5 Steps to Becoming a Computer Information Systems Manager
Research what it takes to become a computer information systems manager. Learn about education requirements, job duties, median wages and employment outlook to find out if this is the career for you.
What Does a Computer Information Systems Manager Do?
A computer information systems manager supervises an organization's information technology department. They are responsible for overseeing all computer-related activities and working with organization and company leaders to determine the technological needs of the organization. They keep track of when the computer system may require an upgrade or new software or hardware, as well as the personnel who work within the computing department. The following chart gives you an overview about a career as a computer information systems manager.
|Degree Required||Bachelor's degree, some companies require master's degree|
|Education Field of Study||Computer science, information science, management information systems|
|Key Skills||Good analytical skills; leadership and decision-making; organizational skills; written and verbal communication skills|
|Job Growth (2018-2028)||11%* (for computer and information systems managers)|
|Median Salary (2018)||$142,530* (for computer and information systems managers)|
Source: *U.S. Bureau of Labor Statistics
What Is a Computer Information Systems Manager?
A computer information system manager is an administrator who oversees the information technology departments of businesses and other organizations. In this position, you may directly supervise programmers, project managers and support technicians on matters pertaining to network security, data distribution and technology implementation. Your specific duties might include developing organizational policies and goals, providing consultations on computing needs, hiring and training technical staff, evaluating a project's feasibility and facilitating internal cooperation. To be effective, you need technical knowledge, strong communication skills and business savvy.
Step 1: Obtain a High School Diploma
You need a diploma or G.E.D. to enroll in any postsecondary computers program. Any computer programming, computer science or business courses you take in school can help you prepare for college-level work. Courses that develop your communications skills and technical skills -- such as English, speech, algebra and calculus -- can be helpful as well.
Step 2: Earn a Bachelor's Degree
A bachelor's degree in computer science, computer information systems (CIS) or a computer-related area will provide you with basic technical and theoretical knowledge required for a CIS career. Although they may have content in common, computer science and CIS bachelor's degree programs have different areas of emphasis.
Computer science addresses theories of computation, information processing and algorithm design and the practical implementation of these concepts in hardware and software. Possible computer science courses include programming concepts, programming languages, system architecture and data structures.
CIS is primarily concerned with the use of computers as a platform and way to interact and control for information and communications technology systems. Courses in a CIS program might include data analysis and modeling, telecommunications systems, network administration and user interfaces. Some schools offer CIS as a concentration within a computer science program.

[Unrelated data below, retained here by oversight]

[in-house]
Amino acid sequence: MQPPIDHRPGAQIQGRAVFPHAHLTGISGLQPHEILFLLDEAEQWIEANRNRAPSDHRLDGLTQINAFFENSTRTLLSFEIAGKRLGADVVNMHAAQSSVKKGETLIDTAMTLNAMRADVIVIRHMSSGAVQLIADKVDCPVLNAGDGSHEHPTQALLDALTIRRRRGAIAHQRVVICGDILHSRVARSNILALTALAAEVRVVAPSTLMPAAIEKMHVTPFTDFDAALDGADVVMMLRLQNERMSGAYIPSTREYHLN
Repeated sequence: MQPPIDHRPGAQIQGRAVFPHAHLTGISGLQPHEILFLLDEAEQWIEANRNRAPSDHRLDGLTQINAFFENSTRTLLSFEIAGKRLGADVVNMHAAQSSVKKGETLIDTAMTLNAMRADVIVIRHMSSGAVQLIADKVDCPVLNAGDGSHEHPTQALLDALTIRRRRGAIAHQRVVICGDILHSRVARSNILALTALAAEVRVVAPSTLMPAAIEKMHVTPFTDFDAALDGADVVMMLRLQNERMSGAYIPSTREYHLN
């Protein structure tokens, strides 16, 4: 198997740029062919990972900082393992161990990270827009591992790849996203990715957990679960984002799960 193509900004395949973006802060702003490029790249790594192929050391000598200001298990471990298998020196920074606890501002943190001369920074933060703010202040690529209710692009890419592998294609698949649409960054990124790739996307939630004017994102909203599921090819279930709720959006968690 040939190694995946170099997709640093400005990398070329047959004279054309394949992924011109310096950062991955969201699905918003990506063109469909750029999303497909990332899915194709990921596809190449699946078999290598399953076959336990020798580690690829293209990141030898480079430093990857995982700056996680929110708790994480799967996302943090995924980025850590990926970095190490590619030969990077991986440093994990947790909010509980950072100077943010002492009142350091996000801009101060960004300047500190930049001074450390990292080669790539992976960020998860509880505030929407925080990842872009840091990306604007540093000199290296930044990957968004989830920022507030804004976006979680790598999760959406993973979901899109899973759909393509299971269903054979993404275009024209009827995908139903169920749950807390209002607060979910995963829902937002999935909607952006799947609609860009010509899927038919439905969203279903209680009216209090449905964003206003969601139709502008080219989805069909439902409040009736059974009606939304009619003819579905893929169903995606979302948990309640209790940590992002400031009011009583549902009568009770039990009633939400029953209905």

Step 3: Earn a Master's Degree
Employers often prefer candidates with a master's degree and many value a Master of Business Administration (MBA) with a technical emphasis, such as computer information systems. MBA programs with a CIS concentration provide an integrated education in technical, strategic and managerial concepts. Course topics touch on system design, data management, project management and enterprise security. In addition to classroom lectures, case studies and individual or team projects help you develop the skills you will need to implement effective information systems.
Step 4: Participate in an Internship
An internship enables you to prepare for full-time employment by observing CIS managers at work and performing any duties in technical support, network administration or software engineering for which you're qualified. They also provide you an opportunity to build a network of contacts you could potentially draw on later. Some schools have standing relationships with local businesses to facilitate the process. Bachelor's degree and master's degree candidates are both eligible for internships.
Step 5: Obtain a Job
According to the U.S. Bureau of Labor Statistics about 391,430 people worked as CIS managers in 2018 (www.bls.gov). Ongoing adoption of new computer technology and improvements to existing technology will drive growth. Growth is expected to increase in the areas of cybersecurity and healthcare-related information technology. Your leading options for employment include computer systems design and services companies, financial firms, colleges and universities, insurance companies, manufacturers, management consulting firms and government agencies.
What Are Some Related Alternative Careers?
For those with a strong interested in computer and information systems, they may also want to look into a career in computer programming. Computer programmers develop the applications and programs that allow a computer to function. Individuals may also be interested in becoming a computer systems analyst. Analysts critically study an organization's computer system and create ways that the system could operate more efficiently and effectively.